What You Need to Know About Japanese Knotweed

You are relaxing in your backyard garden admiring all the lovely flora. In the distance, a lovely leafy plant with delicate flowers catches your eye. Your mind takes you back to when you read about Japanese Knotweed and realize that the lovely plant you are seeing looks very similar. Here is what you should know.

Do I Have Japanese Knotweed and What Does It Look Like?

Japanese Knotweed is incredibly distinct in appearance. It has large leaves, reddish stems, and lovely little cream flowers. It can grow at an incredibly rapid pace of up to 10cm a day during Summer. Its roots are capable of growing through the toughest of ground like tarmac, which makes it highly aggressive. Chances are, by the time you spot Japanese Knotweed, the roots will already have grown over 2 meters from it branching out in every direction.

How Can You Tell the Difference Between Japanese Knotweed, Giant Hogweed, and Himalayan Balsam?

Each plant has very distinctive leaves and that is the easiest way for you to tell them apart. The Japanese Knotweed plant has spade shaped leaves that have a pointed end, which makes them rather broad leaves. Giant Hogweed has narrow leaves that have spikes all the way down somewhat like nettles. Himalayan Balsam, on the other hand, has much narrower and pointy leaves.

How Does Japanese Knotweed Spread?

Japanese Knotweed spreads at speed through underground stems, which are known as rhizomes. It is capable of growing through materials, other than brick and concrete. If any cracks are present in foundations, it is capable of growing through those too. If there is any weakness with underground pipes, it can also compromise them. Japanese Knotweed is an incredibly hardy plant that thrives even in difficult circumstances and poor light conditions.

Is It Dangerous to Handle Japanese Knotweed?

Yes and no. It is definitely non-poisonous, but even if a tiny fragment of it remains on you and can deposit elsewhere, chances are it will grow there too. This is what makes it dangerous to handle it since it may lead to further destruction.

What Damage Can Japanese Knotweed Cause?

Very extensive damage. While it cannot grow through concrete and bricks, it can still work its way through small gaps and cracks. If you do a Google search, you can see pictures of the plant growing through floorboards and even walls in people’s homes. Anywhere that it can get through.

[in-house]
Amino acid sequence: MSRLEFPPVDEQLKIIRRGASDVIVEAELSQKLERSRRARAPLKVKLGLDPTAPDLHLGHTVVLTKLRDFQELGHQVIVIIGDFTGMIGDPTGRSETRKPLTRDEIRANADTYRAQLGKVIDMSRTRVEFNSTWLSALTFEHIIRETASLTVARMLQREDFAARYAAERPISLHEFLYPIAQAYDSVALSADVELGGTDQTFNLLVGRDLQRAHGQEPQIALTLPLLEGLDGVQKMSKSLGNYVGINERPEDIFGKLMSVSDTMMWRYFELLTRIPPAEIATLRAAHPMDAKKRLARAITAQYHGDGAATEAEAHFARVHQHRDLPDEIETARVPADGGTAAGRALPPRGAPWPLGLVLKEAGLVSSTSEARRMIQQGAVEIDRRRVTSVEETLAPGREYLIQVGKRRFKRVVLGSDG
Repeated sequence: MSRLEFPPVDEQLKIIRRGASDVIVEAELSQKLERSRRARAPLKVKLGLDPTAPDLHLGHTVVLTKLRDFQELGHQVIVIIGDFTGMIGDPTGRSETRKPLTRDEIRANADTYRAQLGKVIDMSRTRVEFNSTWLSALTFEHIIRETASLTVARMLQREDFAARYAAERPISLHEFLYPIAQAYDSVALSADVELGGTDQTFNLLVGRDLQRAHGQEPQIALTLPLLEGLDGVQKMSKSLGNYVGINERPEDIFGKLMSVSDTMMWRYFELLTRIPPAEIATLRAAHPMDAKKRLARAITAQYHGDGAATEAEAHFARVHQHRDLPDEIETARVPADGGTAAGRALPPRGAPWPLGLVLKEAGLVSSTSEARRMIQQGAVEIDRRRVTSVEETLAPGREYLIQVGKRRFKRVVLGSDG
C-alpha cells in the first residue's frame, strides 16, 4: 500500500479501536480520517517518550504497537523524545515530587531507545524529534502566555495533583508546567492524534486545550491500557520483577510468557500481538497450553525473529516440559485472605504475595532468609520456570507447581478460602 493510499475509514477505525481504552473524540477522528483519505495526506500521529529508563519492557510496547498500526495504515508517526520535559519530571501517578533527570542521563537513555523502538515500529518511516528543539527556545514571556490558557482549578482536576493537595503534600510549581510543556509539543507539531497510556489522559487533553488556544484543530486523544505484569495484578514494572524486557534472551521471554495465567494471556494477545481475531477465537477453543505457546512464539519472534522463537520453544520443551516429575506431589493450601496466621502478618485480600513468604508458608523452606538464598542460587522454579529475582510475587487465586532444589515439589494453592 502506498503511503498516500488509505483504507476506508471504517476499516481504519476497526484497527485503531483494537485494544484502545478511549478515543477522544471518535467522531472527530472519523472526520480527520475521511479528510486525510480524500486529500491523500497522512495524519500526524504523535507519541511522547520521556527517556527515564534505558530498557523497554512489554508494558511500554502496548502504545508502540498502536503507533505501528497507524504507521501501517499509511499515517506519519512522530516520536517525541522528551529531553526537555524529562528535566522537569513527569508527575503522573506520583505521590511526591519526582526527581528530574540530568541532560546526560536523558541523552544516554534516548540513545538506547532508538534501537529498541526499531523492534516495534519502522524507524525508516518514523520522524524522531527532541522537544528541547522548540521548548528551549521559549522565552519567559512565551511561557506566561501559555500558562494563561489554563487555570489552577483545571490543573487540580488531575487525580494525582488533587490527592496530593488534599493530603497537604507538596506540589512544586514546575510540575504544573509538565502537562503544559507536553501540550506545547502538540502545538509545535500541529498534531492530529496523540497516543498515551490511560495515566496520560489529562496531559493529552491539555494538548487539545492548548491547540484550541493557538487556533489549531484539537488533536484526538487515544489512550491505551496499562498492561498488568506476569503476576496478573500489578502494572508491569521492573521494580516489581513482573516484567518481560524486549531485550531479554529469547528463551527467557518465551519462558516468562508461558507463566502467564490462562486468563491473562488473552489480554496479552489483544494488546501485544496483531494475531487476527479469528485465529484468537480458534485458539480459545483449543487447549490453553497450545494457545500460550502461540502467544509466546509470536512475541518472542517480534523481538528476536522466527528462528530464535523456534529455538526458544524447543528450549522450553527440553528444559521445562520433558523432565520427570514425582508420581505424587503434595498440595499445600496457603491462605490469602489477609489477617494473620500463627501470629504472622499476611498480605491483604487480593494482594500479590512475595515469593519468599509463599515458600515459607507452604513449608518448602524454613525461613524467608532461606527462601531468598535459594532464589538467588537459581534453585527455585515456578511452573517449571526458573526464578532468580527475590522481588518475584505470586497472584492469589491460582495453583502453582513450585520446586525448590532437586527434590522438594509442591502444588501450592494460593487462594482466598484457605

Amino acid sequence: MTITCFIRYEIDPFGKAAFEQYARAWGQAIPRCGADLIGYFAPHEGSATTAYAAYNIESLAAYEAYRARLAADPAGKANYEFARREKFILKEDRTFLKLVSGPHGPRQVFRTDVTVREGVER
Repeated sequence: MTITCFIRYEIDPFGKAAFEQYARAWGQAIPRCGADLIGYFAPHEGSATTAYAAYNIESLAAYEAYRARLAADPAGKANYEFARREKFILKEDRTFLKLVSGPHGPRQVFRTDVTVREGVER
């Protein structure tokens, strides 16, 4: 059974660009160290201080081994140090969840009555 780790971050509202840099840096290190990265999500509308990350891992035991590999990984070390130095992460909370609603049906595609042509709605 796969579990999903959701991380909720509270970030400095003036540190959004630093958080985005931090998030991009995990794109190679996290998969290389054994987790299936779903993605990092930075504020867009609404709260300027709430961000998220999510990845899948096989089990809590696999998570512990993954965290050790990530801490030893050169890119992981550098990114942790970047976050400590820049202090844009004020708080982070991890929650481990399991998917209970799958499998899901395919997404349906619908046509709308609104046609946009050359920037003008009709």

If left untreated, it can cause damage to patios, foundations, walls, and more. It is the reason why mortgage lenders take it seriously. What you must never do is to ignore it, particularly if it is within your property boundaries. Act immediately.

Japanese Knotweed can grow as much as 1ft during summer, but the real growth and damage is usually under the ground. If it is outside the boundaries of your property, get in touch with the local authorities to see whether they can eradicate it.

How Can I Get Rid of Japanese Knotweed?

Doing It Yourself

While it is certainly possible to remove it yourself, it is advisable to ask professionals to do it if you want the best chance of ensuring that you have eradicated it permanently. If you plan to do it yourself, however, you will require a lot of patience and determination.

Here’s what you will need:

–           Coveralls

–           Face Shield or Visor

–           Glyphosate Weed Killer

–           Disposable Boot/Shoe Covers

–           Face Mask to P3 Standards

–           Knapsack Style Sprayer

–           Rubber Gloves

It can also be a good idea to research the DIY removal process since you will have to be incredibly diligent in how you go about everything.  If you are thinking of removing Japanese Knotweed yourself, here are a few tips to keep in mind:

–           It can take anywhere from 3 to 5 years to get rid of it completely

–           You must not put any part of the plant, dead or alive, in your compost

–           It must be disposed of in a licensed waste disposal facility including the soil dug up with it

–           It is advisable to first call the facility to be sure that they will accept it. You should also consider calling your local council to find out whether you are allowed to transport it to the waste disposal; facility

–           If you plan to dispose of Japanese Knotweed yourself, be sure to contact the Environmental Protection Agency first. For instance, if you plan to burn it, they need a week’s notice first.

Paying Somebody Else to Do It

It is the most recommended method for effectively removing Japanese Knotweed. Click here to arrange your removal.

The level of removal and guarantee you choose will dramatically affect the price. Once of the cheaper options is to have it chemically injected. Having the area excavated to remove all the rhizomes, on the other hand, is considerably pricier.

The specialist you hire will recommend the most suitable removal option for you as well as going through the options available to you. It is generally advisable to get at least 3 quotes and discuss what the removal options are as well as the costs.

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